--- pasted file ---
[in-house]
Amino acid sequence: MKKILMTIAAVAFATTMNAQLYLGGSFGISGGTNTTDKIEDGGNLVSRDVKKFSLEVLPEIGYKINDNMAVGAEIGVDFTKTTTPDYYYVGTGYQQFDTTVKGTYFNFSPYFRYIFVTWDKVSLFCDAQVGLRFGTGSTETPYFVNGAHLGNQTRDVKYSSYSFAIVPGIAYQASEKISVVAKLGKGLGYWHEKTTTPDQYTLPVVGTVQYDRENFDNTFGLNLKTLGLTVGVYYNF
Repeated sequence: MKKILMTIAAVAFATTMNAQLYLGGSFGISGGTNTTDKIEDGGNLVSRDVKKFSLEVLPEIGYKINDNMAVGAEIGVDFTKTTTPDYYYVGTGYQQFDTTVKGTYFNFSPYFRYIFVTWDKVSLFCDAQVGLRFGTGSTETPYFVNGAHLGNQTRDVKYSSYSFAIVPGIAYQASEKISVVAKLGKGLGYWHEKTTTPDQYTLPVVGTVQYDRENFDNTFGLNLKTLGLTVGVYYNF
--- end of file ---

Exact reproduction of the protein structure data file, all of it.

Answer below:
[in-house]
Amino acid sequence: MKKILMTIAAVAFATTMNAQLYLGGSFGISGGTNTTDKIEDGGNLVSRDVKKFSLEVLPEIGYKINDNMAVGAEIGVDFTKTTTPDYYYVGTGYQQFDTTVKGTYFNFSPYFRYIFVTWDKVSLFCDAQVGLRFGTGSTETPYFVNGAHLGNQTRDVKYSSYSFAIVPGIAYQASEKISVVAKLGKGLGYWHEKTTTPDQYTLPVVGTVQYDRENFDNTFGLNLKTLGLTVGVYYNF
Repeated sequence: MKKILMTIAAVAFATTMNAQLYLGGSFGISGGTNTTDKIEDGGNLVSRDVKKFSLEVLPEIGYKINDNMAVGAEIGVDFTKTTTPDYYYVGTGYQQFDTTVKGTYFNFSPYFRYIFVTWDKVSLFCDAQVGLRFGTGSTETPYFVNGAHLGNQTRDVKYSSYSFAIVPGIAYQASEKISVVAKLGKGLGYWHEKTTTPDQYTLPVVGTVQYDRENFDNTFGLNLKTLGLTVGVYYNF